• Reconciling national and local taxes to assess for refunds or extra payments
  • Applying for employees’ special expatriation status (if applicable)
  • Calculating employees’ monthly salary and sending their pay slips
  • Researching for any available tax incentives
  • Submitting employees’ or employers’ wage tax returns and social insurance forms
  • Creating and submitting your company’s annual accounts and year-end statements
  • Creating payment schedules for wage tax, national insurance, and net wages
  • Ensuring accurate personal income tax returns are filed for you and your employees

The recruitment process is time-consuming and requires dedication – a difficult task when faced with a host of other complicated issues involved in international expansion. By engaging Bradford Jacobs as your Employer of Record (EOR) we will provide all the answers. We will convert your expansion blueprint for Japan into an action planwith a few simple steps, including:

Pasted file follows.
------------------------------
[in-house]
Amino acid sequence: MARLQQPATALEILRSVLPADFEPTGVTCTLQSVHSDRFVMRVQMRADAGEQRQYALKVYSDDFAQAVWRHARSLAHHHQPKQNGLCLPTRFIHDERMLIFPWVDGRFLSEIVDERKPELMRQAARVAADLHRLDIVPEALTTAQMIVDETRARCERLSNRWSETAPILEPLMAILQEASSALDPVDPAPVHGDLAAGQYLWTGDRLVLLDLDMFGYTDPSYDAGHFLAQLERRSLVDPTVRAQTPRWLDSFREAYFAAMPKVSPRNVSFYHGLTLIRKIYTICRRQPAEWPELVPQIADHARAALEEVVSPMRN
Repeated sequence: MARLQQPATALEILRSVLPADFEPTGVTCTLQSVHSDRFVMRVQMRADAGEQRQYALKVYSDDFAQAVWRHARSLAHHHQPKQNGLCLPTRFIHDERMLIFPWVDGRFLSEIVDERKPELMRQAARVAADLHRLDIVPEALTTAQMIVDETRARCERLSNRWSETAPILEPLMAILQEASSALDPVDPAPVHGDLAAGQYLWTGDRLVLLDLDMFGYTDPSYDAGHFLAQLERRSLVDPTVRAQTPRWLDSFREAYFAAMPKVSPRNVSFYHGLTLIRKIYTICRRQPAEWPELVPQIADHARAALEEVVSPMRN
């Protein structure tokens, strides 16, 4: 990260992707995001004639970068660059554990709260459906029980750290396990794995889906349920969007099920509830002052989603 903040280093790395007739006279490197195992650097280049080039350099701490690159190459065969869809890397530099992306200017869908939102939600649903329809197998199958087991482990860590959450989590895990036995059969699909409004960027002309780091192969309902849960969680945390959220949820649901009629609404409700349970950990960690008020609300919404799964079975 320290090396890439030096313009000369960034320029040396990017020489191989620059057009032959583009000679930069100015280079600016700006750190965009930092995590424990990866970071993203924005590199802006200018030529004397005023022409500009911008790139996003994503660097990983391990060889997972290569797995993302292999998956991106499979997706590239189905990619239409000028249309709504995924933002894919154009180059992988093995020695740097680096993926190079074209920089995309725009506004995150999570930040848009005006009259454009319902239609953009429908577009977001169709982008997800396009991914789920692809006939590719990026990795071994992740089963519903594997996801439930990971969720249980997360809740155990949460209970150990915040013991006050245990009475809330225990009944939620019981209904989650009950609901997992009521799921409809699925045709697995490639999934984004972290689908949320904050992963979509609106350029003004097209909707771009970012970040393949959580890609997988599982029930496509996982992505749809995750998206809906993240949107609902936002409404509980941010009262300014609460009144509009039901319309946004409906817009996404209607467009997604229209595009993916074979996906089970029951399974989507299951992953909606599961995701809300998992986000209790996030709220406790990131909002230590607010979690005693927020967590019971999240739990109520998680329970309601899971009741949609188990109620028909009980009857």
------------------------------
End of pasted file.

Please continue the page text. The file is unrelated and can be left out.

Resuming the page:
• Bradford Jacobs locates the ideal employees for your company, then steps in as EOR to ensure they comply with Japanese employment contracts law, payroll, HR, visa requirements and permits (if required)
  • We manage all work-related registration formalities and on-going employment issues while you have daily control of your employees

The employees complete their time sheets, and any expenses claims, and we invoice you, the client. Once paid, we deduct all contributions to the relevant Japan authorities and transfer the balance into the employees’ accounts

Legal Checks on Employees in Japan